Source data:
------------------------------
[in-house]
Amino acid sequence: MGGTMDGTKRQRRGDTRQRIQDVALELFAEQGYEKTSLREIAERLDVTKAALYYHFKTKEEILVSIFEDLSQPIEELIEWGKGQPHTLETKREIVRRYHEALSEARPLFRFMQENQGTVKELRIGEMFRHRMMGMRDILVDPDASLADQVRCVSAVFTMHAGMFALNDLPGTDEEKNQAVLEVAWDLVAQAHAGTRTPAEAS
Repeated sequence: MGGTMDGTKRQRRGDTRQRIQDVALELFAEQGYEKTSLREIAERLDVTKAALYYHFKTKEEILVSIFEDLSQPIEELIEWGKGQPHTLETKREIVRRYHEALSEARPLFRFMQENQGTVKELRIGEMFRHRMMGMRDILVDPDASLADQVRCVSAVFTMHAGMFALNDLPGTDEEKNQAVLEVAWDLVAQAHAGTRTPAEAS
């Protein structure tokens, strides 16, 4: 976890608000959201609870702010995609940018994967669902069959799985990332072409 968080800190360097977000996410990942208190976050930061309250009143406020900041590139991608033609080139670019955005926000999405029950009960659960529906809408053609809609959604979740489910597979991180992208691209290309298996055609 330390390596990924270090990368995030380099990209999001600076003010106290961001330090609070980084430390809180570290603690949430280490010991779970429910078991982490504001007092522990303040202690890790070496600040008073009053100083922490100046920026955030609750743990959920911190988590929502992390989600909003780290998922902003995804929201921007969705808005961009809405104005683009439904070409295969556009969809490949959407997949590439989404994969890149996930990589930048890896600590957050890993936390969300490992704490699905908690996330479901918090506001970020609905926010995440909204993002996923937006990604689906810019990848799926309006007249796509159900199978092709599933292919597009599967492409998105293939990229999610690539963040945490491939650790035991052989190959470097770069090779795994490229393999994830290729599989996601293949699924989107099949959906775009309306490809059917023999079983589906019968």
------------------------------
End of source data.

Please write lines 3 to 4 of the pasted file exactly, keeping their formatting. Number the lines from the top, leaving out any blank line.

Repeated sequence: MGGTMDGTKRQRRGDTRQRIQDVALELFAEQGYEKTSLREIAERLDVTKAALYYHFKTKEEILVSIFEDLSQPIEELIEWGKGQPHTLETKREIVRRYHEALSEARPLFRFMQENQGTVKELRIGEMFRHRMMGMRDILVDPDASLADQVRCVSAVFTMHAGMFALNDLPGTDEEKNQAVLEVAWDLVAQAHAGTRTPAEAS
């Protein structure tokens, strides 16, 4: 976890608000959201609870702010995609940018994967669902069959799985990332072409 968080800190360097977000996410990942208190976050930061309250009143406020900041590139991608033609080139670019955005926000999405029950009960659960529906809408053609809609959604979740489910597979991180992208691209290309298996055609 330390390596990924270090990368995030380099990209999001600076003010106290961001330090609070980084430390809180570290603690949430280490010991779970429910078991982490504001007092522990303040202690890790070496600040008073009053100083922490100046920026955030609750743990959920911190988590929502992390989600909003780290998922902003995804929201921007969705808005961009809405104005683009439904070409295969556009969809490949959407997949590439989404994969890149996930990589930048890896600590957050890993936390969300490992704490699905908690996330479901918090506001970020609905926010995440909204993002996923937006990604689906810019990848799926309006007249796509159900199978092709599933292919597009599967492409998105293939990229999610690539963040945490491939650790035991052989190959470097770069090779795994490229393999994830290729599989996601293949699924989107099949959906775009309306490809059917023999079983589906019968």